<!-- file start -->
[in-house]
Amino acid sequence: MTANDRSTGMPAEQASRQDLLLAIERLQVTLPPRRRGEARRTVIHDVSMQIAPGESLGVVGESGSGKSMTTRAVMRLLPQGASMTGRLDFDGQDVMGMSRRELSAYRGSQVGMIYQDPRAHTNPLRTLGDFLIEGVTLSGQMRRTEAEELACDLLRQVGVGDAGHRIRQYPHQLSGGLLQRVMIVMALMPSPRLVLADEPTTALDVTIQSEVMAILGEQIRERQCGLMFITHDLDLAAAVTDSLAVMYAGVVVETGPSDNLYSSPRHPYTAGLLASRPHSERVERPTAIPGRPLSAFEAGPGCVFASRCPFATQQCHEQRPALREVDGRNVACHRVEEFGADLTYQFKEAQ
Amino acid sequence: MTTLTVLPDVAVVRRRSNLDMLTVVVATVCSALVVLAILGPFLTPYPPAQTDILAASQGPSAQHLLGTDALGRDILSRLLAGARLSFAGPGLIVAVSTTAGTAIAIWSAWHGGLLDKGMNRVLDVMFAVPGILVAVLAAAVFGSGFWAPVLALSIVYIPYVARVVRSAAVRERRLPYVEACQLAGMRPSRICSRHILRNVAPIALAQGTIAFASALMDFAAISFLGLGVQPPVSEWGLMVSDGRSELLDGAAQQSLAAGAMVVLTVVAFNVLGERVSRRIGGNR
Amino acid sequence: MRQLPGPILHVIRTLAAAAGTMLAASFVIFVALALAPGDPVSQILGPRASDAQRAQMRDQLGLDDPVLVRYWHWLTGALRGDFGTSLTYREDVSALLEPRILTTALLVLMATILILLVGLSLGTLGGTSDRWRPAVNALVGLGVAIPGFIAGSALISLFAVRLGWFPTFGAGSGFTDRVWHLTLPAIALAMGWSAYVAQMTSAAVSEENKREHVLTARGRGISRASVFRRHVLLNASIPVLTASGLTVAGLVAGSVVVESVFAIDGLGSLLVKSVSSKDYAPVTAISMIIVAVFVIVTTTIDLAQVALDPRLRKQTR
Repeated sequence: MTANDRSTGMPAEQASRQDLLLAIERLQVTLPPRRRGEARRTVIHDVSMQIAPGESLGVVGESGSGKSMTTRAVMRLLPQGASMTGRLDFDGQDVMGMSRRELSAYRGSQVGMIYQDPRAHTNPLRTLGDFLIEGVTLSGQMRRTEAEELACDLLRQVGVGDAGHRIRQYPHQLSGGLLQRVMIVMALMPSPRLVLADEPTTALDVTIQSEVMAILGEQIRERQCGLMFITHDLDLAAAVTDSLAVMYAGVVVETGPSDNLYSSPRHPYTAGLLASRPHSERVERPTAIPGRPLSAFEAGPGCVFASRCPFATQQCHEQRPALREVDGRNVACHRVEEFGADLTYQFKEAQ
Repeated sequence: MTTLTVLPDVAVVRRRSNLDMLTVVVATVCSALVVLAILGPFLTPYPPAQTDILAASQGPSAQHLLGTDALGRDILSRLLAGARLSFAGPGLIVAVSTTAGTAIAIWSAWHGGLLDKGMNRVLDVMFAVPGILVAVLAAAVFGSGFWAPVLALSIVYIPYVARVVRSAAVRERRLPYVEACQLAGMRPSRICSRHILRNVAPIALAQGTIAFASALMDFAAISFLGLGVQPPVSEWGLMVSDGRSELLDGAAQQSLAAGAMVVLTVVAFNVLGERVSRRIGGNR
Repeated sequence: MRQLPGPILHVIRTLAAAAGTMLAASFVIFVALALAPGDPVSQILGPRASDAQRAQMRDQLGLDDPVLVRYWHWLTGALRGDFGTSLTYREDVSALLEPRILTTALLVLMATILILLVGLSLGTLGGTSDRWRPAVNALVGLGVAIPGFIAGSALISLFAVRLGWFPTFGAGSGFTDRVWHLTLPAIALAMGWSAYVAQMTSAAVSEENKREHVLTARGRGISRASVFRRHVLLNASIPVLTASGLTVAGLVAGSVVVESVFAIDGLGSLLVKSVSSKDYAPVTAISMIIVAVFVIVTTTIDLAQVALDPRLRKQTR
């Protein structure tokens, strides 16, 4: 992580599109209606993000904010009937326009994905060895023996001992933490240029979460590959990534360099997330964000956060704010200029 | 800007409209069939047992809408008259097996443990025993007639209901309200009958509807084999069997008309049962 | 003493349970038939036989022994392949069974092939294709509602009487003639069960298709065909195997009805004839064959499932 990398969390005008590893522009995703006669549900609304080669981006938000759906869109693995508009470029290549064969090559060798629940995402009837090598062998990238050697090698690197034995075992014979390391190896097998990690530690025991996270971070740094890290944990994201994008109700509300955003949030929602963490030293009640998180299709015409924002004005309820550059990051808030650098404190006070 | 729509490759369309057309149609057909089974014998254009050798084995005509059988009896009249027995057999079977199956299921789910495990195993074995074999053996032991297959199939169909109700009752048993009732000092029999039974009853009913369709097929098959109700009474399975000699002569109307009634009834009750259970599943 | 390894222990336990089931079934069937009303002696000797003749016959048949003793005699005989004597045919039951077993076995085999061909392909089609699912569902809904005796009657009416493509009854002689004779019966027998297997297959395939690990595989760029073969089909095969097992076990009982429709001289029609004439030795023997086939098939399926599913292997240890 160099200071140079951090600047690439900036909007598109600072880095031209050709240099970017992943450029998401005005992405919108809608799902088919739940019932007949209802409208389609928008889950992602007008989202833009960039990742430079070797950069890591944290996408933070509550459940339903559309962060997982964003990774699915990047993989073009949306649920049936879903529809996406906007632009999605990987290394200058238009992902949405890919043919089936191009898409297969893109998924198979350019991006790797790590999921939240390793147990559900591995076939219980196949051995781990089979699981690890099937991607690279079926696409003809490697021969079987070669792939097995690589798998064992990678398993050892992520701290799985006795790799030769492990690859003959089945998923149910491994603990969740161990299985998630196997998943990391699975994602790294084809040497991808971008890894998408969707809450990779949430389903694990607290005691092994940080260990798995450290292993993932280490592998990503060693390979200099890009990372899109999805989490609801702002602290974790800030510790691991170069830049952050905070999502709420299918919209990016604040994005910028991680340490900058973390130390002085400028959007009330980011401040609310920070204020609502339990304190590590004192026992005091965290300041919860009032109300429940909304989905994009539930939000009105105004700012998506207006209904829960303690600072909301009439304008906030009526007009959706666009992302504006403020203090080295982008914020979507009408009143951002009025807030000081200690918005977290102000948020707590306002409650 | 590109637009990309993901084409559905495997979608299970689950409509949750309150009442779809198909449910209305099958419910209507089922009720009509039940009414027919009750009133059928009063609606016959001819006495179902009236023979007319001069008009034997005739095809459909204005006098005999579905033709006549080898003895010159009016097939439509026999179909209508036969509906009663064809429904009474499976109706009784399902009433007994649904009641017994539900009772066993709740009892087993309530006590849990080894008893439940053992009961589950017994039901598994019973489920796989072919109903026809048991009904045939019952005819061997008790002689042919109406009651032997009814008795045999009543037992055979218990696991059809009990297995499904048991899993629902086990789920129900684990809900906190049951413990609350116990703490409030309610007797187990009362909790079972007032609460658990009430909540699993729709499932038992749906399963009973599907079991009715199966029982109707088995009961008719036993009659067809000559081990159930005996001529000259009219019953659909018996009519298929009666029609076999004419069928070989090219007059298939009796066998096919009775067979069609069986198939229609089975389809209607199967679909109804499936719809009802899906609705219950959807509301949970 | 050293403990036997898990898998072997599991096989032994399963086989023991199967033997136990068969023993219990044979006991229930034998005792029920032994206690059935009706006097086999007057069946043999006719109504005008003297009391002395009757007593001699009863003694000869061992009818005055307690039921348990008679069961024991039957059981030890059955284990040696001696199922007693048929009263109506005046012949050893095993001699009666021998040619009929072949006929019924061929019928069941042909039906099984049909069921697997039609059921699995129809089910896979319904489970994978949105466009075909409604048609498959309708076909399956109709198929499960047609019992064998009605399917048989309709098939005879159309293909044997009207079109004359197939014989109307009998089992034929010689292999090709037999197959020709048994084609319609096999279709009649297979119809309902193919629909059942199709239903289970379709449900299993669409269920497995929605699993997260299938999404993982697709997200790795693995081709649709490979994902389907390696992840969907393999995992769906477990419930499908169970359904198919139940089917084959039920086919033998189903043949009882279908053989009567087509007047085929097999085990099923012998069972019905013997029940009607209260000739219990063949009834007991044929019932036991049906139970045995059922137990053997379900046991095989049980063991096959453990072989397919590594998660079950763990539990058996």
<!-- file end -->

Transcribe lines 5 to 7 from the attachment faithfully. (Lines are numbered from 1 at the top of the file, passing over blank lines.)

Repeated sequence: MTANDRSTGMPAEQASRQDLLLAIERLQVTLPPRRRGEARRTVIHDVSMQIAPGESLGVVGESGSGKSMTTRAVMRLLPQGASMTGRLDFDGQDVMGMSRRELSAYRGSQVGMIYQDPRAHTNPLRTLGDFLIEGVTLSGQMRRTEAEELACDLLRQVGVGDAGHRIRQYPHQLSGGLLQRVMIVMALMPSPRLVLADEPTTALDVTIQSEVMAILGEQIRERQCGLMFITHDLDLAAAVTDSLAVMYAGVVVETGPSDNLYSSPRHPYTAGLLASRPHSERVERPTAIPGRPLSAFEAGPGCVFASRCPFATQQCHEQRPALREVDGRNVACHRVEEFGADLTYQFKEAQ
Repeated sequence: MTTLTVLPDVAVVRRRSNLDMLTVVVATVCSALVVLAILGPFLTPYPPAQTDILAASQGPSAQHLLGTDALGRDILSRLLAGARLSFAGPGLIVAVSTTAGTAIAIWSAWHGGLLDKGMNRVLDVMFAVPGILVAVLAAAVFGSGFWAPVLALSIVYIPYVARVVRSAAVRERRLPYVEACQLAGMRPSRICSRHILRNVAPIALAQGTIAFASALMDFAAISFLGLGVQPPVSEWGLMVSDGRSELLDGAAQQSLAAGAMVVLTVVAFNVLGERVSRRIGGNR
Repeated sequence: MRQLPGPILHVIRTLAAAAGTMLAASFVIFVALALAPGDPVSQILGPRASDAQRAQMRDQLGLDDPVLVRYWHWLTGALRGDFGTSLTYREDVSALLEPRILTTALLVLMATILILLVGLSLGTLGGTSDRWRPAVNALVGLGVAIPGFIAGSALISLFAVRLGWFPTFGAGSGFTDRVWHLTLPAIALAMGWSAYVAQMTSAAVSEENKREHVLTARGRGISRASVFRRHVLLNASIPVLTASGLTVAGLVAGSVVVESVFAIDGLGSLLVKSVSSKDYAPVTAISMIIVAVFVIVTTTIDLAQVALDPRLRKQTR